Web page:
Shortly after enactment of the first laws, plaintiff lawsuits were filed in Federal courts questioning the constitutionality of restrictions on entry to livestock operations to obtain clandestine videos. The Animal Legal Defense Fund and the People for the Ethical Treatment of Animals have been leaders in opposing "Ag Gag" laws. In this endeavor, they are joined by legal academics and media.

To date, three of the "Ag Gag" statutes have been struck down principally on First Amendment considerations but also Fourteenth Amendment due process claims. The Iowa law passed in 2012 was subject to plaintiff lawsuits in late 2017. A Federal court in Iowa held the statute unconstitutional maintaining the substance of what the law intended to prevent did apply to speech. Even if falsehoods are involved, the First Amendment is applicable, if the falsehoods that may include creative editing of images, do not actually cause "legally cognizable harm" or provide "material gain" to the agent exercising First Amendment rights. The Court may have place a fairly narrow interpretation on "material gain" with respect to the plaintiffs. Organizations such as PETA are driven less by concern over animal welfare than they are in raising funds. By publicizing clandestine videos, the allegedly welfare-oriented organizations actually intensify their funding from donors by reinforcing their welfare (rather than pro-vegan) credentials and by posting videos and publicity from news conferences.

With respect to the Iowa statute, the Federal court maintained that the state failed to prove a compelling interest, which in the case of an intrusion on a specific farm in Iowa, would certainly not be the case. The courts rejected claims relating to biosecurity as the justification for legislation restricting access to agricultural facilities. The Court considered that laws relating to trespass and other statutory protections would be more applicable to restricting access that broadly framed "Ag Gag" laws.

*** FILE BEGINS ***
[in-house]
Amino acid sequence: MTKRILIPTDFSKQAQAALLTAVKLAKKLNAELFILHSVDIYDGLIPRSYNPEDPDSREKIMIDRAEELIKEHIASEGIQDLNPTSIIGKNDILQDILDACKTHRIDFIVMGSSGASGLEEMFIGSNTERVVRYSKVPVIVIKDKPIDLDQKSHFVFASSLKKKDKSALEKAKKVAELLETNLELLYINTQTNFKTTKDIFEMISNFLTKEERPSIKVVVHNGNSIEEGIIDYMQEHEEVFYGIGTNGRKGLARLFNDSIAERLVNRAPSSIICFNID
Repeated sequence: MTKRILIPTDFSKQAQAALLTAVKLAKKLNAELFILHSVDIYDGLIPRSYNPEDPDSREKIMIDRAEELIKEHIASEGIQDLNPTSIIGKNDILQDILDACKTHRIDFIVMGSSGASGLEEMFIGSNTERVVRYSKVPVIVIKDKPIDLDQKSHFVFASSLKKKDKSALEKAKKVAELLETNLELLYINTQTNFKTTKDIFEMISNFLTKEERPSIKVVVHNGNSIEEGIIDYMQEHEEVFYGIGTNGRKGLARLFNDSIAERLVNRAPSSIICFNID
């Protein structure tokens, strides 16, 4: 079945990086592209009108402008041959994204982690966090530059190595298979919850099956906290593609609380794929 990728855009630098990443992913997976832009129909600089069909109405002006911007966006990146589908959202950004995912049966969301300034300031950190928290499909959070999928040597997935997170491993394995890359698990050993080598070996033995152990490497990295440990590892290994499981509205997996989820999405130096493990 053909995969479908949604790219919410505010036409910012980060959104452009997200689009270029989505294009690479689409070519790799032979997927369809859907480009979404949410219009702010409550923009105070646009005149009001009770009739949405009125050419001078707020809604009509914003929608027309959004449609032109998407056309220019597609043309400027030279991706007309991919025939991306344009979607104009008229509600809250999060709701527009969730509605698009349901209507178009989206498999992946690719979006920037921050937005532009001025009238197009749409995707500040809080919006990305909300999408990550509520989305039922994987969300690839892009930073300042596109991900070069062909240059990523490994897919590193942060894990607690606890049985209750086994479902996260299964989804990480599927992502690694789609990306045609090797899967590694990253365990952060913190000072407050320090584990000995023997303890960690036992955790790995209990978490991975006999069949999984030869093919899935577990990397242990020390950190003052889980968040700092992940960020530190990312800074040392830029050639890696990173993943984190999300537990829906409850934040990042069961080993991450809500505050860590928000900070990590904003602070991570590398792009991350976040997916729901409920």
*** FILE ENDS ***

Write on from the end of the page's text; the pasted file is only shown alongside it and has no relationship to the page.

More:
With respect to the Idaho law, a Federal district judge determined that the statute violated both the First and Fourteenth Amendments. On appeal, the Ninth Circuit ruled that false statements to obtain production records or to inflict harm on an owner or to obtain material gain were valid provisions.

In evaluating the Utah "Ag Gag" statute, a Federal district judge considered the statute unconstitutional. The state maintained that the law was to protect animals and workers from disease and injury, an overtly simplistic contention that did not stand scrutiny.

The Kansas and North Carolina laws are undergoing challenge again on First and Fourteenth Amendment considerations. The North Carolina Property Protection Act applies broadly to agricultural and industrial enterprises which holds violators liable to the owner if unauthorized access is obtained for the purposes of obtaining records or undertaking clandestine photography.

The challenge to the North Carolina law was dismissed by courts in 2016 on the basis that the plaintiffs lacked standing. The United States Court of Appeal for the Fourth Circuit reversed the finding of the lower court and the case was remanded back for trial.

Given that three out of eight "Ag Gag" laws enacted by states have been ruled unconstitutional and two others are under litigation, egg producers cannot rely on "Ag Gag" laws for protection given validation of First Amendment rights accorded to journalists or agents of animal rights organizations.

Apart from carefully scrutinizing applicants for positions and ensuring barriers against unlawful access, farms should be operated in accordance with acceptable standards of welfare. Conformity with housing and procedures specified by certification organizations such as the AHA are required. Applying appropriate biosecurity, there is no reason why journalists and representatives of consumer groups cannot be admitted to farms in a proactive measure to avert negative publicity invariably following an intrusion.